5. Amenities get 'cool'
Developers are creating events and programs to ensure amenity spaces get used, especially for high-end rentals.
At Downtown Brooklyn's 42-story 66 Rockwell Pl., the developer hired a full time "amenity manager" to oversee the 10,000 square feet of common spaces, Dermot Company's Andrew Levison said.
The building is partnering with the nearby Mark Morris Dance Group to offer classes onsite and talking to other local arts organizations like Brooklyn Academy of Music to create some "cool" events, like film series.
"We want to inspire people to stay in our buildings for a long time. This is one way to do that," he said. "And, quite frankly, rents are very expensive in New York City, and we want to make sure people are getting value for what they're paying for."
6. Developers will focus on roommates
Paying $3,000 a month for a one-bedroom is too burdensome for many New Yorkers, especially the coveted group of young professionals, so developers are eyeing the "micro-suites" model where up to three tenants, each with their own small room, share a kitchen and bathroom.
"You have to find alternatives," said Greg Katz, a partner of Sterling Equities, which shifted some attention this year from Manhattan to Brooklyn, snatching up Williamsburg rentals.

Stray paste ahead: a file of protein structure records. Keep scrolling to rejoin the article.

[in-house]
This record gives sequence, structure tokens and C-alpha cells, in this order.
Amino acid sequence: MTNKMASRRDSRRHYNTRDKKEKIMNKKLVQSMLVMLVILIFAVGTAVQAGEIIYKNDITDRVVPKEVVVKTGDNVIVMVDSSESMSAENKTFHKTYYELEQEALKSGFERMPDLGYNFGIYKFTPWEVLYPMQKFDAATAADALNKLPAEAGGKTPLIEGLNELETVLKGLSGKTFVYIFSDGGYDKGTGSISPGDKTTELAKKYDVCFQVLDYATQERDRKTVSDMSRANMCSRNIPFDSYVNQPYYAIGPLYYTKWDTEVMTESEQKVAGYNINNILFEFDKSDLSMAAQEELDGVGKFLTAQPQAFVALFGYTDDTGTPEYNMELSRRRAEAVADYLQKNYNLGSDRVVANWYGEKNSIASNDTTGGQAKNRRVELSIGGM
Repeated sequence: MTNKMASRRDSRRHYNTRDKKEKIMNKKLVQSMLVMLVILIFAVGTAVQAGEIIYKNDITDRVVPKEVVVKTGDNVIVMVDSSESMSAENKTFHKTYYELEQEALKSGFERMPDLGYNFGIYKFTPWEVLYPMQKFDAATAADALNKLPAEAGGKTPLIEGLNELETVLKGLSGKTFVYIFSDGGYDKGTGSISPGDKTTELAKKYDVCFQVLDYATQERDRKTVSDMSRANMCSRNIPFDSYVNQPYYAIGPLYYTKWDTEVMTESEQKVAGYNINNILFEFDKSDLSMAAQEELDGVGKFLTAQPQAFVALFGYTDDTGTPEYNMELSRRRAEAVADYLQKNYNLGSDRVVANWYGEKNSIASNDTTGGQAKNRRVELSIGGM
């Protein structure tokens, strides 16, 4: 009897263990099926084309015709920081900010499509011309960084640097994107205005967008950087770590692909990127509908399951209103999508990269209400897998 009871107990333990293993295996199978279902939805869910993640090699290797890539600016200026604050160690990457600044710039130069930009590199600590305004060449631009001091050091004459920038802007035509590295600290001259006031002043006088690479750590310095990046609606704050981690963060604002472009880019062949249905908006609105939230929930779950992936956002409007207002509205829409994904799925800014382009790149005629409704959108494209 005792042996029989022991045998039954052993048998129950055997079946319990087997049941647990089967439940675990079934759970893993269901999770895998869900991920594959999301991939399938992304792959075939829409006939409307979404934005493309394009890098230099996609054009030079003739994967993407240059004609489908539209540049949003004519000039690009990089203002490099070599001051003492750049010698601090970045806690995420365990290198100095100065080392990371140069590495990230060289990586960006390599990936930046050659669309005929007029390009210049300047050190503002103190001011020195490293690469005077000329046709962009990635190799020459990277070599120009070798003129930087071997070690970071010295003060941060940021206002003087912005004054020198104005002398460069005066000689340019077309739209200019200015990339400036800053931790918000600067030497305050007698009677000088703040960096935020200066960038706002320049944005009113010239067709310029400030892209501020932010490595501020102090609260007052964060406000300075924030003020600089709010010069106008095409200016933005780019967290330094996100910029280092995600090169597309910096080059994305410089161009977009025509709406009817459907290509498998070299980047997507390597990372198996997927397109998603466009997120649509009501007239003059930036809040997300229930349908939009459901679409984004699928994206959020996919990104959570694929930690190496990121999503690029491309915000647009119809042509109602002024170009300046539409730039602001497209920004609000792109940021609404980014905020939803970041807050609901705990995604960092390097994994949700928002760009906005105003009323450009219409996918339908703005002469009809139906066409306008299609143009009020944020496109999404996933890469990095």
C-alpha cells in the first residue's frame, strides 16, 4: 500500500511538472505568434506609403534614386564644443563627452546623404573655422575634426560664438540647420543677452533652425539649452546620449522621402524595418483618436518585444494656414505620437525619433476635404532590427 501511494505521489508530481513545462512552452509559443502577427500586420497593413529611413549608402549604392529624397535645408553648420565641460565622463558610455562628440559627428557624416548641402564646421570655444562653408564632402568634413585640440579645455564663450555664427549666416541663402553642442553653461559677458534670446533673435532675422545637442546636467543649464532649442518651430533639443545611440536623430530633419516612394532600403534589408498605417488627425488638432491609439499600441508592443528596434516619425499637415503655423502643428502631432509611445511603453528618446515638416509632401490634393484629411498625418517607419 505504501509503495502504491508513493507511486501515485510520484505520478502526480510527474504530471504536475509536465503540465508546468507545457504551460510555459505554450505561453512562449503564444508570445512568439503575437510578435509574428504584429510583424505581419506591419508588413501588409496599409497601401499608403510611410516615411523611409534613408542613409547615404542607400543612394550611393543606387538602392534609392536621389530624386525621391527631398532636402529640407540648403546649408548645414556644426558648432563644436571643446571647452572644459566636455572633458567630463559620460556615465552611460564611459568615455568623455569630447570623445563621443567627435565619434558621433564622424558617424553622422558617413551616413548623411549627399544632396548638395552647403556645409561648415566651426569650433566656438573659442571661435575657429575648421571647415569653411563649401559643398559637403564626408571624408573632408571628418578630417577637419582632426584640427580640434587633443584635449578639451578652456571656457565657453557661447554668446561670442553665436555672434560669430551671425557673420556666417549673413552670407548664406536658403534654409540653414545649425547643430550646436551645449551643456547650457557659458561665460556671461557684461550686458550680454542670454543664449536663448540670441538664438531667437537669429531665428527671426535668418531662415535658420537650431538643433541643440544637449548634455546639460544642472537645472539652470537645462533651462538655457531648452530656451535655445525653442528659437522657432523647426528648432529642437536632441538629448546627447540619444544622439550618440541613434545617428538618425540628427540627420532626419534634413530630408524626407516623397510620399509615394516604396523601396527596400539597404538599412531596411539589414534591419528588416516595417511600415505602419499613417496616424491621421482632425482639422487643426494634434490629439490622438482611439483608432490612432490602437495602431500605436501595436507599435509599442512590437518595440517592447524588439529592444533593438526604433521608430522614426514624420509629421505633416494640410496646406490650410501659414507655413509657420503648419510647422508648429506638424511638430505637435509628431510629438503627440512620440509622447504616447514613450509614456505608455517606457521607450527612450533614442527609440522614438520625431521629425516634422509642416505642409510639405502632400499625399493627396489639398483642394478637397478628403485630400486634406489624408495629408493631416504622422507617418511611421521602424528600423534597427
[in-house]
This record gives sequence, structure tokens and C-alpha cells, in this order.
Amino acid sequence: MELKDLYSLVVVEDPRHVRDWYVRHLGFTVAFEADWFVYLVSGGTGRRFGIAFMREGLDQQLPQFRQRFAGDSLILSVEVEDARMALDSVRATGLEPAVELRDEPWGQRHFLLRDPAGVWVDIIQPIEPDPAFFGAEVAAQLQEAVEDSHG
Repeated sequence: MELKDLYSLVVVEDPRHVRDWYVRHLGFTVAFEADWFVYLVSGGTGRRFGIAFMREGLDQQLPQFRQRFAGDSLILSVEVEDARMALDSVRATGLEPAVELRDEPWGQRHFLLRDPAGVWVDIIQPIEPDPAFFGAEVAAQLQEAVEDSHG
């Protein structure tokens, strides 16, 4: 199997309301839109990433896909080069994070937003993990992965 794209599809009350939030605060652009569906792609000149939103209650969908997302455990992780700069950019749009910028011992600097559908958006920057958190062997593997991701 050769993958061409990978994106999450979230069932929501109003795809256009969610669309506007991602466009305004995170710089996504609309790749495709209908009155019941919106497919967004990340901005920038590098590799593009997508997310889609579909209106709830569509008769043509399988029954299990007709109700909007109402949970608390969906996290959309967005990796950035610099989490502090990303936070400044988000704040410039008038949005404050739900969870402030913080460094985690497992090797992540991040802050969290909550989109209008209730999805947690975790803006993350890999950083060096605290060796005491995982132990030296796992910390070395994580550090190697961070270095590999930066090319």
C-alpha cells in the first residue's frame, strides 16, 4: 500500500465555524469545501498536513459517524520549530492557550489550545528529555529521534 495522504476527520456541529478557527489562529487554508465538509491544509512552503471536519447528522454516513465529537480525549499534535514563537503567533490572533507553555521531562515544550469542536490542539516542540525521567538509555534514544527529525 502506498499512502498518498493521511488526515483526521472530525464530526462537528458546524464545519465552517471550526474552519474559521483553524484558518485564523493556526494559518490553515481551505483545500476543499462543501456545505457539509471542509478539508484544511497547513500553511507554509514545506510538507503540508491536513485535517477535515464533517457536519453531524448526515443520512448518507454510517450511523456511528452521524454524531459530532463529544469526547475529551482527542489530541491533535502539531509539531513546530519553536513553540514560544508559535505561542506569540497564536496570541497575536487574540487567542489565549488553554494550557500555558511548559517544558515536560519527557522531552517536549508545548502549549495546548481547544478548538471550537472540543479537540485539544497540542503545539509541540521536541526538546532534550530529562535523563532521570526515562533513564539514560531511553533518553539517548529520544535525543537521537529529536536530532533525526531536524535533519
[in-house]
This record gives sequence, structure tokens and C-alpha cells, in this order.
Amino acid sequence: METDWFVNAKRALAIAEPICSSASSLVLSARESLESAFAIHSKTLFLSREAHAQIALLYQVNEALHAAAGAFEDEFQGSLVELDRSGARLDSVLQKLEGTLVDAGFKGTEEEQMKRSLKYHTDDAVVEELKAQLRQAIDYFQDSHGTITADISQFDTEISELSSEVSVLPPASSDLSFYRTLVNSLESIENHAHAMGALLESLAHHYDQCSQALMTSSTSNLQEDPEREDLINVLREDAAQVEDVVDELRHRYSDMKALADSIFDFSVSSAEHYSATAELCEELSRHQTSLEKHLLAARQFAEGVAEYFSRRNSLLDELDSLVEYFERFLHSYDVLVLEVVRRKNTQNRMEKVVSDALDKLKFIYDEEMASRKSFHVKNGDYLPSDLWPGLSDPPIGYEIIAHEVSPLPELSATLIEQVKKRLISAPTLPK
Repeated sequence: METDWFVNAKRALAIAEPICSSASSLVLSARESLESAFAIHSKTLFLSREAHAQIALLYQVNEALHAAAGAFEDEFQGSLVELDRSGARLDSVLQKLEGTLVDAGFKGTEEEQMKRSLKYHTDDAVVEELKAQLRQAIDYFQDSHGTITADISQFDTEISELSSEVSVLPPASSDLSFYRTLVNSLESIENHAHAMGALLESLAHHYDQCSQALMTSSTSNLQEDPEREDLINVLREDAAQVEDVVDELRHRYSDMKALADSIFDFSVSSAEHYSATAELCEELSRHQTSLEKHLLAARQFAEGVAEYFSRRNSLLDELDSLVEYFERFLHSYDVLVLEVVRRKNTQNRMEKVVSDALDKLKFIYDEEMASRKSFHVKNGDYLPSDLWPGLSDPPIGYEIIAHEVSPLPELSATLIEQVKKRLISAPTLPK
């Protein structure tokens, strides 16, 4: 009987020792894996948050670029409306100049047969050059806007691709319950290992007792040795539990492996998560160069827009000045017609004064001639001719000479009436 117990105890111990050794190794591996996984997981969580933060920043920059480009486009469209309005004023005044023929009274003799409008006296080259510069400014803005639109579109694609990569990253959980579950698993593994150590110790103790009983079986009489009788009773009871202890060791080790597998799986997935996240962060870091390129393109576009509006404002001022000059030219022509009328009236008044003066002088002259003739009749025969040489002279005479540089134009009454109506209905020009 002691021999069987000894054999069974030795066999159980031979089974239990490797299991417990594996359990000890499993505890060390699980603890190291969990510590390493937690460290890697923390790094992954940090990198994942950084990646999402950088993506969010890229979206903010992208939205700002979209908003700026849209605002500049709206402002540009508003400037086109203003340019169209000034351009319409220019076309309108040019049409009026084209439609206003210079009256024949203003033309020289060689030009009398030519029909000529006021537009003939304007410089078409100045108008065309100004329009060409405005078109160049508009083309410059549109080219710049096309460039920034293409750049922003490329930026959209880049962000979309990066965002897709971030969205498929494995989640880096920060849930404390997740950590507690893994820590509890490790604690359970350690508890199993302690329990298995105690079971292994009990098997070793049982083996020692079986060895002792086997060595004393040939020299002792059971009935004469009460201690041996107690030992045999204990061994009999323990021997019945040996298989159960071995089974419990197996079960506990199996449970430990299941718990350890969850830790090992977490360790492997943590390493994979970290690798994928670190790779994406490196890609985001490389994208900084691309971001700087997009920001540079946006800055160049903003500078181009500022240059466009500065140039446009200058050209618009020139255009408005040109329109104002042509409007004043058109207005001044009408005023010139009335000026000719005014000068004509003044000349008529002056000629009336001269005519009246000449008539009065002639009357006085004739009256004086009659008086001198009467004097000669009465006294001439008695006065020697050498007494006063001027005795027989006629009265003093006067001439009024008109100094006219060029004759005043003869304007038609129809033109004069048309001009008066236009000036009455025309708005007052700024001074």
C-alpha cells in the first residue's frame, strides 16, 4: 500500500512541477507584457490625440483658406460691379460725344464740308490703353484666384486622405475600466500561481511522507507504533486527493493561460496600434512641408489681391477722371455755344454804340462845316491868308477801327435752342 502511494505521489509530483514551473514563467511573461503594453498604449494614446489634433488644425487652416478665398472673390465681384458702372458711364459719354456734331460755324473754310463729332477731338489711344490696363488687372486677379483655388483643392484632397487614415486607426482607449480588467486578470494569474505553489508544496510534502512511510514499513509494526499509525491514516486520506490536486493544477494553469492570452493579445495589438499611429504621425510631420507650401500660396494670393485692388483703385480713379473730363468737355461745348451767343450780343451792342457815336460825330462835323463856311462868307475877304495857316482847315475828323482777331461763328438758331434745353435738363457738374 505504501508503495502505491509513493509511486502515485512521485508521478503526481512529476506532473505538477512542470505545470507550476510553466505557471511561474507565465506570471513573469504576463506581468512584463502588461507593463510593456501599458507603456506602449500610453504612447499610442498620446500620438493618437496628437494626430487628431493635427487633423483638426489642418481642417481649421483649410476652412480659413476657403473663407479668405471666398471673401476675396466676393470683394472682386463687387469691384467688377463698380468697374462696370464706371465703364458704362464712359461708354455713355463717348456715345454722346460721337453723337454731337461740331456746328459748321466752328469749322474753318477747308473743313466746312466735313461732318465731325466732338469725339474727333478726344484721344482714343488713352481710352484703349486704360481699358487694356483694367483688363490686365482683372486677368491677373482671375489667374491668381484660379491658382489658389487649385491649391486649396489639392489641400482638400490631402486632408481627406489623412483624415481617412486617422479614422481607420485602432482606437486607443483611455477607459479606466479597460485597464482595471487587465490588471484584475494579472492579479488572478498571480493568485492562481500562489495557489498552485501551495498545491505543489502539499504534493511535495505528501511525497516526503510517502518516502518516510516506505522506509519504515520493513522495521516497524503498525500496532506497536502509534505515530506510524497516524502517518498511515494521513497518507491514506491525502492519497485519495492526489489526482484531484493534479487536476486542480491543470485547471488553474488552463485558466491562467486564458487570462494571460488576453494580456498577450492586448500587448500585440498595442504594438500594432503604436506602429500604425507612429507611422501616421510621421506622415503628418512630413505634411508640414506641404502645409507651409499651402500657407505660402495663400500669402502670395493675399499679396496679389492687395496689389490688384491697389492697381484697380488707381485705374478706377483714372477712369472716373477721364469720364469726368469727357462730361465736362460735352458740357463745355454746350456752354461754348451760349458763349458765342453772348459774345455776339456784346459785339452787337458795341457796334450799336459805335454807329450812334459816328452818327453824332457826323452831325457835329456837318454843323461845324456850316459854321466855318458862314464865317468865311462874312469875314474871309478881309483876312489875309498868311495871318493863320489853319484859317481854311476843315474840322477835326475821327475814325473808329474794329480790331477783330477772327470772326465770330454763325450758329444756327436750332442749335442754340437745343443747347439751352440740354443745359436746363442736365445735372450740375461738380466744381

The company is discussing how "young professionals can have a clean, safe place" and perhaps "split up an apartment where they're paying less than $1,500 a month," Katz said.
7. Manhattan's ultra-luxury market shifts to smaller units
With the uptick in new condos priced above $10 million, brokers have seen a slowdown in sales. Feeling less urgency, wealthy buyers are becoming choosier, many said.
Reversing the recent trend of sprawling units, developers are eyeing new strategies like creating smaller apartments that have the luxurious touches and still command $2,500 to $3,000 a square foot, experts predict.
"Now, instead of palatial, we have clients taking a slightly more conservative approach to what they're building," Fletcher said. "They're trying to do more modest-sized units, priced at $2 million to $4 million, to appeal to a broader market."